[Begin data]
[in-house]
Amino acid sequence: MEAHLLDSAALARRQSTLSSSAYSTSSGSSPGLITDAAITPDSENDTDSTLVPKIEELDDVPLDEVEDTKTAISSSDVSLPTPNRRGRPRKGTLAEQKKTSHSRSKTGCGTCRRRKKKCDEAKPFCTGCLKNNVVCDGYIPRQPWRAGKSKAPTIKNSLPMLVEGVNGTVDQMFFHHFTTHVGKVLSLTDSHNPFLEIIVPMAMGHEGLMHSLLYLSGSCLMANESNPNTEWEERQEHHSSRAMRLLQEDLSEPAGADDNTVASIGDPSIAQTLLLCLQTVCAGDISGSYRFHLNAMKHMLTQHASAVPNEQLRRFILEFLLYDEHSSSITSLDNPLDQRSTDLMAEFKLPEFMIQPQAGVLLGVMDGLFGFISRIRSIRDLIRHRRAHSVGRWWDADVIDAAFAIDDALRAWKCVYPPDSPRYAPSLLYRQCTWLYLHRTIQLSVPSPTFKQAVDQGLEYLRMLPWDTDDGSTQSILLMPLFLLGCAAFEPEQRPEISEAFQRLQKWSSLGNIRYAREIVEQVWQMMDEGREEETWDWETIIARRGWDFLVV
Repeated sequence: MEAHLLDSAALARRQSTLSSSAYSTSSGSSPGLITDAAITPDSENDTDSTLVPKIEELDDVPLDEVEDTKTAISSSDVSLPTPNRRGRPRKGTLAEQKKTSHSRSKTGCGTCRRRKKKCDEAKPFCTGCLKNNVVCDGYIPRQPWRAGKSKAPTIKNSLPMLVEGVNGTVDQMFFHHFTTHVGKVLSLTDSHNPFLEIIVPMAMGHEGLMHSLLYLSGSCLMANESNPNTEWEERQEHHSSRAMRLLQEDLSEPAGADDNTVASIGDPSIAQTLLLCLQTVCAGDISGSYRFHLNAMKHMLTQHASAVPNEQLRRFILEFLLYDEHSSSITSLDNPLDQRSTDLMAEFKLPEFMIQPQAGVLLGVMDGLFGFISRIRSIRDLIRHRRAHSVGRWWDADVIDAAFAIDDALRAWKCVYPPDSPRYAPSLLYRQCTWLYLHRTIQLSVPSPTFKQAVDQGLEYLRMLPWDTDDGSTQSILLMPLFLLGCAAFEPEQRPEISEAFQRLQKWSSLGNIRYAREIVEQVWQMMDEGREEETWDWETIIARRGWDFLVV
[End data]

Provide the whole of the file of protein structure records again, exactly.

[in-house]
Amino acid sequence: MEAHLLDSAALARRQSTLSSSAYSTSSGSSPGLITDAAITPDSENDTDSTLVPKIEELDDVPLDEVEDTKTAISSSDVSLPTPNRRGRPRKGTLAEQKKTSHSRSKTGCGTCRRRKKKCDEAKPFCTGCLKNNVVCDGYIPRQPWRAGKSKAPTIKNSLPMLVEGVNGTVDQMFFHHFTTHVGKVLSLTDSHNPFLEIIVPMAMGHEGLMHSLLYLSGSCLMANESNPNTEWEERQEHHSSRAMRLLQEDLSEPAGADDNTVASIGDPSIAQTLLLCLQTVCAGDISGSYRFHLNAMKHMLTQHASAVPNEQLRRFILEFLLYDEHSSSITSLDNPLDQRSTDLMAEFKLPEFMIQPQAGVLLGVMDGLFGFISRIRSIRDLIRHRRAHSVGRWWDADVIDAAFAIDDALRAWKCVYPPDSPRYAPSLLYRQCTWLYLHRTIQLSVPSPTFKQAVDQGLEYLRMLPWDTDDGSTQSILLMPLFLLGCAAFEPEQRPEISEAFQRLQKWSSLGNIRYAREIVEQVWQMMDEGREEETWDWETIIARRGWDFLVV
Repeated sequence: MEAHLLDSAALARRQSTLSSSAYSTSSGSSPGLITDAAITPDSENDTDSTLVPKIEELDDVPLDEVEDTKTAISSSDVSLPTPNRRGRPRKGTLAEQKKTSHSRSKTGCGTCRRRKKKCDEAKPFCTGCLKNNVVCDGYIPRQPWRAGKSKAPTIKNSLPMLVEGVNGTVDQMFFHHFTTHVGKVLSLTDSHNPFLEIIVPMAMGHEGLMHSLLYLSGSCLMANESNPNTEWEERQEHHSSRAMRLLQEDLSEPAGADDNTVASIGDPSIAQTLLLCLQTVCAGDISGSYRFHLNAMKHMLTQHASAVPNEQLRRFILEFLLYDEHSSSITSLDNPLDQRSTDLMAEFKLPEFMIQPQAGVLLGVMDGLFGFISRIRSIRDLIRHRRAHSVGRWWDADVIDAAFAIDDALRAWKCVYPPDSPRYAPSLLYRQCTWLYLHRTIQLSVPSPTFKQAVDQGLEYLRMLPWDTDDGSTQSILLMPLFLLGCAAFEPEQRPEISEAFQRLQKWSSLGNIRYAREIVEQVWQMMDEGREEETWDWETIIARRGWDFLVV